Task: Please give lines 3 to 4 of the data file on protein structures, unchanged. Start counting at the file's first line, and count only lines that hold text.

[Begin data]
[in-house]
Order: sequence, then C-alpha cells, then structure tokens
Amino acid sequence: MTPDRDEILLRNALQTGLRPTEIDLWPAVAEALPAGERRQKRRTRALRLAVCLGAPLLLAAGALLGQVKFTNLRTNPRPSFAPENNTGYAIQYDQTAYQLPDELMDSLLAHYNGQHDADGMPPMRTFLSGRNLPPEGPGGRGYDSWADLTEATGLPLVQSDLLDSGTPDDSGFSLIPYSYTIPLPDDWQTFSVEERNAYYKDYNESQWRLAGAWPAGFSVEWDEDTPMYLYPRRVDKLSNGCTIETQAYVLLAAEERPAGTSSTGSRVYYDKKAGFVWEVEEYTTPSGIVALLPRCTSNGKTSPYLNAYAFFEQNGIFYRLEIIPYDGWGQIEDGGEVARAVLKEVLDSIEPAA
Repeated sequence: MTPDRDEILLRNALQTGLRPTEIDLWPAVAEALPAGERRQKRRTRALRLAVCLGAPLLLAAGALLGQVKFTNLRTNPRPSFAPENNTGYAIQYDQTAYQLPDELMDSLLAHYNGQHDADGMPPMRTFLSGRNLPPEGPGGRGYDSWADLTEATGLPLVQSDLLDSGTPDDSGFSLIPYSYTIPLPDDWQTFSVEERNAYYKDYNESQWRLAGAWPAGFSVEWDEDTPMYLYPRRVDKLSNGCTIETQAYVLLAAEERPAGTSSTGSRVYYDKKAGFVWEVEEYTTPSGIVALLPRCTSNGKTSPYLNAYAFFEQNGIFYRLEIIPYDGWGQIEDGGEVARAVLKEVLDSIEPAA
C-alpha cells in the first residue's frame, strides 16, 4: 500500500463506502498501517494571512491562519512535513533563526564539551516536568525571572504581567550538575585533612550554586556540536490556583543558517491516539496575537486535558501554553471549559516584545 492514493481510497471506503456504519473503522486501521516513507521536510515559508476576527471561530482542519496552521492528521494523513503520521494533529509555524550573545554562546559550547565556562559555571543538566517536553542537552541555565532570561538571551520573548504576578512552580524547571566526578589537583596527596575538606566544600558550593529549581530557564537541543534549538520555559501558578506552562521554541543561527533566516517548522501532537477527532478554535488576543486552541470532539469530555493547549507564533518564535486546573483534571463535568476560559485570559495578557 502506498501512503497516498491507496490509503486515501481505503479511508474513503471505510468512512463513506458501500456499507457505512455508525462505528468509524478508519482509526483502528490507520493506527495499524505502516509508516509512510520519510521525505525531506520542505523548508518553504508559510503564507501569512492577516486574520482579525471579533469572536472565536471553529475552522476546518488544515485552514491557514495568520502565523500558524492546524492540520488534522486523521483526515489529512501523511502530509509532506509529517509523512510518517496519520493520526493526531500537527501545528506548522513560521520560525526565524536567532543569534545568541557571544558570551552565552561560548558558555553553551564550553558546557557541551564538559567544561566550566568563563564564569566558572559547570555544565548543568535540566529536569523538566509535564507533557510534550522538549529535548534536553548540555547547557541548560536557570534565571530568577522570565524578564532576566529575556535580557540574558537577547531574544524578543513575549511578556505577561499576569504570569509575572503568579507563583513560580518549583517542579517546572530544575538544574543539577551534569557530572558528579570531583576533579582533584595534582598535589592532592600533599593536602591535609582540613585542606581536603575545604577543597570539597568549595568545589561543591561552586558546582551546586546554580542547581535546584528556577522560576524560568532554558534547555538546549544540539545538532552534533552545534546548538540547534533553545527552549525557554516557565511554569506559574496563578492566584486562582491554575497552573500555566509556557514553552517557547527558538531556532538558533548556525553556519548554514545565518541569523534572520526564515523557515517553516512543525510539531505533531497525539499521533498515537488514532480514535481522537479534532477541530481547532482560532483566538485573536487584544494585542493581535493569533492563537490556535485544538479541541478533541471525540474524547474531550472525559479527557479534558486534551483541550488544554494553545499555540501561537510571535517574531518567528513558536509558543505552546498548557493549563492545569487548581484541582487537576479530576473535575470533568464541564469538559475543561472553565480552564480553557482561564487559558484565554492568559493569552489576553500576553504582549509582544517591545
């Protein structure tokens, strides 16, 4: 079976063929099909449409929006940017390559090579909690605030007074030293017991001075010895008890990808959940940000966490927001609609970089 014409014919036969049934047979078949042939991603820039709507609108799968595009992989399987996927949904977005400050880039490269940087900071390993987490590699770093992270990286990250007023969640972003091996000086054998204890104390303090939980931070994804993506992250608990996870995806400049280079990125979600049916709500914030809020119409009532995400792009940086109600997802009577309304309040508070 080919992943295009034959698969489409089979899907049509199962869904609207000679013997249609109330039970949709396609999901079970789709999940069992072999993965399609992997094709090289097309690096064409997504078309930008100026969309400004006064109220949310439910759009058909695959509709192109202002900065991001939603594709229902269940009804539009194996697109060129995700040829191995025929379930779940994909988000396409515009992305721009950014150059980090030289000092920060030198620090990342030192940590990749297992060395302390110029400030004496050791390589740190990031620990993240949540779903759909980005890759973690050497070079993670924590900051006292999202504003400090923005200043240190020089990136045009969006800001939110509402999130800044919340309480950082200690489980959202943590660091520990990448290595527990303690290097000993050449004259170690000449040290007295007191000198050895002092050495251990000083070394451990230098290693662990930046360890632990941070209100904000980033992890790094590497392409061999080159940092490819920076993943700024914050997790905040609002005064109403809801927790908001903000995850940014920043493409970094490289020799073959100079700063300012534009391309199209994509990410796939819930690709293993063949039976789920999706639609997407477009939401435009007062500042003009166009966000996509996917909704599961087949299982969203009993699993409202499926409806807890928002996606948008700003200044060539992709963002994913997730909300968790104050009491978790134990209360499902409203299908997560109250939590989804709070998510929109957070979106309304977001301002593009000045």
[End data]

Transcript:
Amino acid sequence: MTPDRDEILLRNALQTGLRPTEIDLWPAVAEALPAGERRQKRRTRALRLAVCLGAPLLLAAGALLGQVKFTNLRTNPRPSFAPENNTGYAIQYDQTAYQLPDELMDSLLAHYNGQHDADGMPPMRTFLSGRNLPPEGPGGRGYDSWADLTEATGLPLVQSDLLDSGTPDDSGFSLIPYSYTIPLPDDWQTFSVEERNAYYKDYNESQWRLAGAWPAGFSVEWDEDTPMYLYPRRVDKLSNGCTIETQAYVLLAAEERPAGTSSTGSRVYYDKKAGFVWEVEEYTTPSGIVALLPRCTSNGKTSPYLNAYAFFEQNGIFYRLEIIPYDGWGQIEDGGEVARAVLKEVLDSIEPAA
Repeated sequence: MTPDRDEILLRNALQTGLRPTEIDLWPAVAEALPAGERRQKRRTRALRLAVCLGAPLLLAAGALLGQVKFTNLRTNPRPSFAPENNTGYAIQYDQTAYQLPDELMDSLLAHYNGQHDADGMPPMRTFLSGRNLPPEGPGGRGYDSWADLTEATGLPLVQSDLLDSGTPDDSGFSLIPYSYTIPLPDDWQTFSVEERNAYYKDYNESQWRLAGAWPAGFSVEWDEDTPMYLYPRRVDKLSNGCTIETQAYVLLAAEERPAGTSSTGSRVYYDKKAGFVWEVEEYTTPSGIVALLPRCTSNGKTSPYLNAYAFFEQNGIFYRLEIIPYDGWGQIEDGGEVARAVLKEVLDSIEPAA